'Your stomach's growling,' I said.

'I know it,' he said.”
Harper Lee, To Kill a Mockingbird

Harper Lee
“Were you so scared that she'd hurt you, you ran, a big buck like you?"

"No suh, I's scared I'd be in court, just like I am now."

"Scared of arrest, scared you'd have to face up to what you did?"

"No suh, scared I'd hafta face up to what I didn't do.”
Harper Lee, To Kill a Mockingbird

Harper Lee
“Had her conduct been more friendly toward me, I would have felt sorry for her. She was a pretty little thing.”
Harper Lee, To Kill a Mockingbird

Paul Acampora
“But in the book," I say, "the mockingbird is supposed to be a symbol of innocence. That's why it's a sin to kill one."
"Who says it's a symbol of innocence?" asks Mort.
"Teachers," I tell him. "Book reviewers, critics --"
"Wikipedia," Elena calls from behind the window display.”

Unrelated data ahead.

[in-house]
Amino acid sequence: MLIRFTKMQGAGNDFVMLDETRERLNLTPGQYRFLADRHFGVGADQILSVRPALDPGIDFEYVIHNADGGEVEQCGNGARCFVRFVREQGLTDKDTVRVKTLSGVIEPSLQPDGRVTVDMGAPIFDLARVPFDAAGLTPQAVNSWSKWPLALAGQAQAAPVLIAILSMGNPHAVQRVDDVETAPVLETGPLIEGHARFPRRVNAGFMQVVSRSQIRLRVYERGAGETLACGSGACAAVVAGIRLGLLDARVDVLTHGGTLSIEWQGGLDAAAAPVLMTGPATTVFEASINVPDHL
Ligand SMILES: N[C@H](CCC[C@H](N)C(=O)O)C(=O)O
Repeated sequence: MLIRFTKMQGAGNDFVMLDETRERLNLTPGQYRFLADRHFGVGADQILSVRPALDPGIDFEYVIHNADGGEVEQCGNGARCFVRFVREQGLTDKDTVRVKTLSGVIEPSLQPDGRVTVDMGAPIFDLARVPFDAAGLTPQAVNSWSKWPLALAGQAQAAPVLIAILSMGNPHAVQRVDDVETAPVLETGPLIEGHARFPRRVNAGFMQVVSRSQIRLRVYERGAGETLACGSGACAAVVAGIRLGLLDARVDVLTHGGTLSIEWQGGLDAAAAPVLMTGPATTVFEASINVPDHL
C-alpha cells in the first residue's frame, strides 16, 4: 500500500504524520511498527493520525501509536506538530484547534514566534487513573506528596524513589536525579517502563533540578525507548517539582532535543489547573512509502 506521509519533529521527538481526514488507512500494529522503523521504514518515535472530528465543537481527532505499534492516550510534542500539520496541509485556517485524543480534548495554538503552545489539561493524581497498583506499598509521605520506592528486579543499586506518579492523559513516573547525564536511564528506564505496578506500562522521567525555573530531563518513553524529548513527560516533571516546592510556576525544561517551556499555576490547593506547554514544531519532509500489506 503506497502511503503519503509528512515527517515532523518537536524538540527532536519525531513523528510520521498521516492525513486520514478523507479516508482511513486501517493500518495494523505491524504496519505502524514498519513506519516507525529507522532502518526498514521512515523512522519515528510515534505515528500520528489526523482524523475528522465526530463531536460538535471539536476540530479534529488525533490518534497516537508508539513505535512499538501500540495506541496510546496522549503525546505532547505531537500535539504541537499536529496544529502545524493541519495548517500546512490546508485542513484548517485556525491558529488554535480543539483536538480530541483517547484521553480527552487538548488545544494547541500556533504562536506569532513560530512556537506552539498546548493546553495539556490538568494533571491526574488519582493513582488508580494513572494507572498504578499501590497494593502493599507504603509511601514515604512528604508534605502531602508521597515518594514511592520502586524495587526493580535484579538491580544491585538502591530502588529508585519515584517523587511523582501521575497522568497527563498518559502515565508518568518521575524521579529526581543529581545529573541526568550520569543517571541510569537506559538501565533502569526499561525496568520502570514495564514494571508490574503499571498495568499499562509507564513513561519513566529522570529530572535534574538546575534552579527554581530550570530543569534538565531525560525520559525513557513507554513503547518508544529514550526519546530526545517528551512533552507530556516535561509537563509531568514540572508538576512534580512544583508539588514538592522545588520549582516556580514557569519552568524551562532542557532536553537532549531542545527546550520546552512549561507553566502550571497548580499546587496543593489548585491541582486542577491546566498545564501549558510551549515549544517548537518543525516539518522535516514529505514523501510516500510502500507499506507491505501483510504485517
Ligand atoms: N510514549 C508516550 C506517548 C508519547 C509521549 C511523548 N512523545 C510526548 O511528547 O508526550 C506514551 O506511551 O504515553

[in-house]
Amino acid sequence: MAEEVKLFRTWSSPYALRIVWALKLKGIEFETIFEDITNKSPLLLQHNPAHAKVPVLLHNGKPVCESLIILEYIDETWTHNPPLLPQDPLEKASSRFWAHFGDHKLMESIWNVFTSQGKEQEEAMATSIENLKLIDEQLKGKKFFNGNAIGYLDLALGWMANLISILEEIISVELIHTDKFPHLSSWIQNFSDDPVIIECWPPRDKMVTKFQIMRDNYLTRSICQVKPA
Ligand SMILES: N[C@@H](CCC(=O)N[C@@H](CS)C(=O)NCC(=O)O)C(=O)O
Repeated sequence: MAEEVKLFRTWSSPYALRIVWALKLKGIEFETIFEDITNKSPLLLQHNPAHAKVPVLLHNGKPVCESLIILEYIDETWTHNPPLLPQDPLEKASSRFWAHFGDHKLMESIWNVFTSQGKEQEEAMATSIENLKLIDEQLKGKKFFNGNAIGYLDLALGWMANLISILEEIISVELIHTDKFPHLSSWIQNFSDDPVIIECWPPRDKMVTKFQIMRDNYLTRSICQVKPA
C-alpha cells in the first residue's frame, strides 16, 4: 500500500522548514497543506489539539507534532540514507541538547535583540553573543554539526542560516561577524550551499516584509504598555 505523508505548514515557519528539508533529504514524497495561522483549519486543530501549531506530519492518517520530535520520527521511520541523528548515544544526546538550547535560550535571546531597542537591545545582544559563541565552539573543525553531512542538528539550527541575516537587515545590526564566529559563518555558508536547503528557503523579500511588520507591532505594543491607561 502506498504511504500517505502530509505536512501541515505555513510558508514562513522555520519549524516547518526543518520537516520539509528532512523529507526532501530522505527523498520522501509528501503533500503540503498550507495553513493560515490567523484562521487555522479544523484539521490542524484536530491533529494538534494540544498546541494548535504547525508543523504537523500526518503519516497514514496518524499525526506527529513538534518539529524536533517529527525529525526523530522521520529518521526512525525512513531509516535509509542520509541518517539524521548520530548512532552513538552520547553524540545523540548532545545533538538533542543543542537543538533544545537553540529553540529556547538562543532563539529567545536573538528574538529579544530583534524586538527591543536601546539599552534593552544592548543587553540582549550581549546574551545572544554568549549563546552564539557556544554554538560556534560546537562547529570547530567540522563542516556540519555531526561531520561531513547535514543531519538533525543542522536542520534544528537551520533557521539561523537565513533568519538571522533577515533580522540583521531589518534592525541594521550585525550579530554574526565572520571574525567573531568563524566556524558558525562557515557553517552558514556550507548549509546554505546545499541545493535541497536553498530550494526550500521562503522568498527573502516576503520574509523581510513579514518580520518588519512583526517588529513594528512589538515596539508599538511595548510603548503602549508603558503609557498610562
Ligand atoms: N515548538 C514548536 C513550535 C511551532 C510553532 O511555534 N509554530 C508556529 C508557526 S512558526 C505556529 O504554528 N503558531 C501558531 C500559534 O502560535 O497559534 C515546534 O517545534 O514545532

Paul Acampora , I Kill the Mockingbird

Harper Lee
“Neighbors bring food with death and flowers with sickness and little things in between.”
Harper Lee

Silas House
“When he was nearly thirty-six, my brother Jem got his heart badly broken when his fourth marriage fell apart, mostly because his wife never could get used to Boo, who lived with them and creeped her out by making little wooden dolls of her and putting them in the hollow tree out front.”
Silas House

Harper Lee
“La seule chose qui ne doive pas céder à la loi de la majorité est la conscience de l'individu”
Harper Lee, To Kill a Mockingbird

Harper Lee
“Hanya karena kita telah tertindas selama seratus tahun sebelum kita mulai melawan, bukanlah alasan bagi kita untuk tidak berusaha menang.”
Harper Lee

Harper Lee
“Mut heißt: von vornherein wissen, dass man geschlagen ist, und trotzdem den Kampf - ganz gleich, um was es geht - aufnehmen und ihn durchstehen.
Man gewinnt selten, aber zuweilen gelingt es.”
Harper Lee

Harper Lee
“I turned to go home. Street lights winked down the street all the way to town. I
had never seen our neighborhood from this angle. There were Miss Maudie’s,
Miss Stephanie’s—there was our house, I could see the porch swing—Miss
Rachel’s house was beyond us, plainly visible. I could even see Mrs. Dubose’s.
I looked behind me. To the left of the brown door was a long shuttered window. I